Monday, August 9, 2010

Back home

Hey blogger pals,
I am back from 2 weeks in beautiful Oregon, a much needed rest, time to look. I thought a lot about space and how to find it in life. I have been visualizing a daily calendar where the the block of time for painting is the biggest block, well, at least bigger than it has been.

Here are some things I saw while I was away....

I have been reading Resistance and Persistence by Sean Sculley. He says "I was always looking at the horizon line, at the way the end of the sea touches the beginnings of the sky, the way the sky presses down on to the sea, the way that line is painted...I think of land, sea, sky and they make a massive connection. I try to paint this...coming together of land and sea, sky and land. Stacked in horizon lines endlessly beginning and ending, the way the blocks of the world hug each other and brush up against each other, their weight, their air, their colour and the soft uncertain space between them."

When I was young and I drew pictures, there was always a gap between the land and the sky. The sky was at the top of the page and the land at the bottom. I wonder now, what was that mysterious space in between?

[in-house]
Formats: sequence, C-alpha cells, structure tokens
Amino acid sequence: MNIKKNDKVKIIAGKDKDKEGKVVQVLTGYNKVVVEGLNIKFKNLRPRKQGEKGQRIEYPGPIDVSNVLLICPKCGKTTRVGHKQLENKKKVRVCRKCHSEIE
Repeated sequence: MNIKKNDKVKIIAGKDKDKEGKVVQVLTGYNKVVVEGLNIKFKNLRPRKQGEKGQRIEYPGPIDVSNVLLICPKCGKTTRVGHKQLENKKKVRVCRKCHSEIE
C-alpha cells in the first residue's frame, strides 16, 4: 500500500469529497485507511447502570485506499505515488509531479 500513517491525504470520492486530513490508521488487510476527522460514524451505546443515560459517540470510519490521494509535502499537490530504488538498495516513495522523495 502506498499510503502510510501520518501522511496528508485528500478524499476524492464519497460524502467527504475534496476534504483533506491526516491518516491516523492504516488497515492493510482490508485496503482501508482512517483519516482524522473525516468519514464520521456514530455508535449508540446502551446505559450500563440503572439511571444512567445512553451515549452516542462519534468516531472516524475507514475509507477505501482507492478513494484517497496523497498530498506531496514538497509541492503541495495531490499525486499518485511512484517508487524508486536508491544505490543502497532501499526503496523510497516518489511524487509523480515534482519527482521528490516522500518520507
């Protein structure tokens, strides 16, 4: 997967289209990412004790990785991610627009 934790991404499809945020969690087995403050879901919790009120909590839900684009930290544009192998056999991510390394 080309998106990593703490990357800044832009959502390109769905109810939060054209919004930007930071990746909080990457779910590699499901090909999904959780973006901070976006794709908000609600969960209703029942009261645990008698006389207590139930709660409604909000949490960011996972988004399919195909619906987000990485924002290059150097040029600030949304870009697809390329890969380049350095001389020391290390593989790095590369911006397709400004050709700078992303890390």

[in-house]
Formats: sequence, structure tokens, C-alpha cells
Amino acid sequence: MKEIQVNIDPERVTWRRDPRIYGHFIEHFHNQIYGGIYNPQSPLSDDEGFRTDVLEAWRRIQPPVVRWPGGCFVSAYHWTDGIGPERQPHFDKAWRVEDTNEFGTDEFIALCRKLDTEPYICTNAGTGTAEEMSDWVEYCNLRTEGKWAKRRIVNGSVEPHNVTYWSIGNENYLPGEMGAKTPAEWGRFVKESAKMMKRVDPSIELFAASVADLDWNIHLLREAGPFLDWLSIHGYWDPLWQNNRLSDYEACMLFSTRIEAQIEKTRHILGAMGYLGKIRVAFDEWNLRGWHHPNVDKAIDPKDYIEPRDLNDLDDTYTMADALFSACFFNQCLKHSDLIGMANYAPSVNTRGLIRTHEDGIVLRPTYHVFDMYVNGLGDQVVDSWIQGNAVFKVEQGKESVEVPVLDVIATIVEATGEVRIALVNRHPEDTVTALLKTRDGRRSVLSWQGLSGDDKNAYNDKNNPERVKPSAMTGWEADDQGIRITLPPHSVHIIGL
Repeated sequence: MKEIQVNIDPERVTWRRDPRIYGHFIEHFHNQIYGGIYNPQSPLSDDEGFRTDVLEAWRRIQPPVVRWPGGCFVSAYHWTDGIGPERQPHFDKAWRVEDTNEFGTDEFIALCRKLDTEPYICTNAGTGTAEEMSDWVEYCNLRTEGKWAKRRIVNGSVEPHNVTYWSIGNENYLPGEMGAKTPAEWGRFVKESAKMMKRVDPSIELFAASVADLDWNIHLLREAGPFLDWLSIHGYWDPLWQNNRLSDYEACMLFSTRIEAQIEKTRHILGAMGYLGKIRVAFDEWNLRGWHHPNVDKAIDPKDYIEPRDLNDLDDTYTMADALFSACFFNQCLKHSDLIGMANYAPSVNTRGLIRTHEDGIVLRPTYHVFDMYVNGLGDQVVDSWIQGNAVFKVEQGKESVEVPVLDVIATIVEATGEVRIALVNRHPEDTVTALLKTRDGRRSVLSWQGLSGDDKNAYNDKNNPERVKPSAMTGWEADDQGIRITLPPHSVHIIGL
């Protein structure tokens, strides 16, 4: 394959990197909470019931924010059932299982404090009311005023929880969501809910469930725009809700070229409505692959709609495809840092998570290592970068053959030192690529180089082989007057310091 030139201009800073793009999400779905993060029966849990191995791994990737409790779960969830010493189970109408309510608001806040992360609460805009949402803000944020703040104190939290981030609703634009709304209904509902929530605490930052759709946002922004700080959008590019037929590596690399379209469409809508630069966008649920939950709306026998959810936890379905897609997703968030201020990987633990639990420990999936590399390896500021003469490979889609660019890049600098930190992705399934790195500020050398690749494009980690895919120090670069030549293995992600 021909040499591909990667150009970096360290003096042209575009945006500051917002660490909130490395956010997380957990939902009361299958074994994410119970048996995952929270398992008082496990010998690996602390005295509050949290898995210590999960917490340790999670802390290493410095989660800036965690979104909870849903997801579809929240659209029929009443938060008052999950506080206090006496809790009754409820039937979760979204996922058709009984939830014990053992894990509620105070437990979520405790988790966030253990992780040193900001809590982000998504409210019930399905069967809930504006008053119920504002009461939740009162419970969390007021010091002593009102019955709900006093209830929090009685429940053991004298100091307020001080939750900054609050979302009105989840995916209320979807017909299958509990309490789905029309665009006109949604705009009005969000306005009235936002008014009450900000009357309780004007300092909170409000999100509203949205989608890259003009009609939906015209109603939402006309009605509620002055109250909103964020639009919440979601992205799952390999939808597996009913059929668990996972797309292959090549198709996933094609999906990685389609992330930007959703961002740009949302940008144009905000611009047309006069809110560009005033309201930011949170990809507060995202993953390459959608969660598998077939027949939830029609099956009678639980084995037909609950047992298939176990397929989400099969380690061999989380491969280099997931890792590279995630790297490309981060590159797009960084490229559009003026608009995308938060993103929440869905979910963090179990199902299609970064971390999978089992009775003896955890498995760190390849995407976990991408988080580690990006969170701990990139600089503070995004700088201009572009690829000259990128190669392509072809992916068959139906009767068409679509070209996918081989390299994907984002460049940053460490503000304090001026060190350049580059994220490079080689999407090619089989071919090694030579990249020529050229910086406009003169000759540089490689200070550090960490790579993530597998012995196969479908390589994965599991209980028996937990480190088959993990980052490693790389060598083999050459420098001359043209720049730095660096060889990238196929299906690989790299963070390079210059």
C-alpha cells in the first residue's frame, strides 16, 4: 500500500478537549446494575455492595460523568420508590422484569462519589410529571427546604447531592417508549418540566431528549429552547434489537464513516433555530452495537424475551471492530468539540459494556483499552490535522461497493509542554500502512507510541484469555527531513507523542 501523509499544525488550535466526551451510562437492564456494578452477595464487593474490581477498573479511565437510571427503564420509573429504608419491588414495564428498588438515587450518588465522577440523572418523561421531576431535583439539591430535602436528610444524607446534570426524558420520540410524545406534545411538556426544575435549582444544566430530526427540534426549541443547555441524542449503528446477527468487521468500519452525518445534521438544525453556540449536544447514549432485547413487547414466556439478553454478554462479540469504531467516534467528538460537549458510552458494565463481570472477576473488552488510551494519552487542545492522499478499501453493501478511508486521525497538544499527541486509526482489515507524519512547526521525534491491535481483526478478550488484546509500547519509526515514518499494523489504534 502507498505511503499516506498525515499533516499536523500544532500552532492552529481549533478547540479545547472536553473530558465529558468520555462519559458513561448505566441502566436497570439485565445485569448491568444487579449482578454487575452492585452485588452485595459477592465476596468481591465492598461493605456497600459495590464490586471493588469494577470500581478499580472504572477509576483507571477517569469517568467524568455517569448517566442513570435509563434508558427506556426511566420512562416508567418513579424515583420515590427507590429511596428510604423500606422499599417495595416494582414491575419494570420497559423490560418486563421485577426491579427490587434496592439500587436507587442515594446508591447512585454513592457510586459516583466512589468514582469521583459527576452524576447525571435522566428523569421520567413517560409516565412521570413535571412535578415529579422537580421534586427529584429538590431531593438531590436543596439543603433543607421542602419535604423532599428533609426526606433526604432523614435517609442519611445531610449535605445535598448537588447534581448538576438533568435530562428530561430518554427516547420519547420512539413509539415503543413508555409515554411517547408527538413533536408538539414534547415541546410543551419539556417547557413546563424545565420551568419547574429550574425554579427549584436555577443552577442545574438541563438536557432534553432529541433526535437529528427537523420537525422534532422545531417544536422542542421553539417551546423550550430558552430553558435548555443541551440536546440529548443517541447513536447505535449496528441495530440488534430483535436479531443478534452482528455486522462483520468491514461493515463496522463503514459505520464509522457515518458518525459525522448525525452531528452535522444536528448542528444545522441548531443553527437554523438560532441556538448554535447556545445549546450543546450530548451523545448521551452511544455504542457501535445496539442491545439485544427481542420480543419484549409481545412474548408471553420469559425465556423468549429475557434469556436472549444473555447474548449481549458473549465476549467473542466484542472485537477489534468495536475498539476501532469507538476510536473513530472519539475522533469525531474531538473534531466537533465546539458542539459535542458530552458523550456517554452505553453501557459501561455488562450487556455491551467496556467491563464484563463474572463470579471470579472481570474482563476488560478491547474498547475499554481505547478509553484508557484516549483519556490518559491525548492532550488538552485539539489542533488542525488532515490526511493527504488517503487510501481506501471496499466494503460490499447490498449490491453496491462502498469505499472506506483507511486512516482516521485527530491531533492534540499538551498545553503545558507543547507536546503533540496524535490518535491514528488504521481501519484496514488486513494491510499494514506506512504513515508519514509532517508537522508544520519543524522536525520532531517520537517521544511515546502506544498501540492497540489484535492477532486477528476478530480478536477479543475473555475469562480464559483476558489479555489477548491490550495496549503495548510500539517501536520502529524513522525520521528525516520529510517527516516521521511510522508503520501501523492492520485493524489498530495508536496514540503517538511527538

Tuesday, August 3, 2010

first exhibition

the organ players unleash themselves on portland!

thanks to the generous folks at Cascade Aids Project, who have dedicated their comfortable and welcoming PIVOT space (formerly Mens Wellness Center) to our group, we have hung our first exhibition since our inception.

i love seeing our work together, and seeing threads of commonality in the pieces. it doesn't matter that some of us play organs and some tell stories, or that some work figuratively, or representationally, or abstract - there is something about the pieces that relate. at the core, we all love marks. gestural marks. and simplification and reduction.

i also like showing pieces in a space that resembles a real human space, like a living room. we were going to put labels on the wall next to the pieces, and it just looked ridiculous; completely destroyed the experience of just being with the art.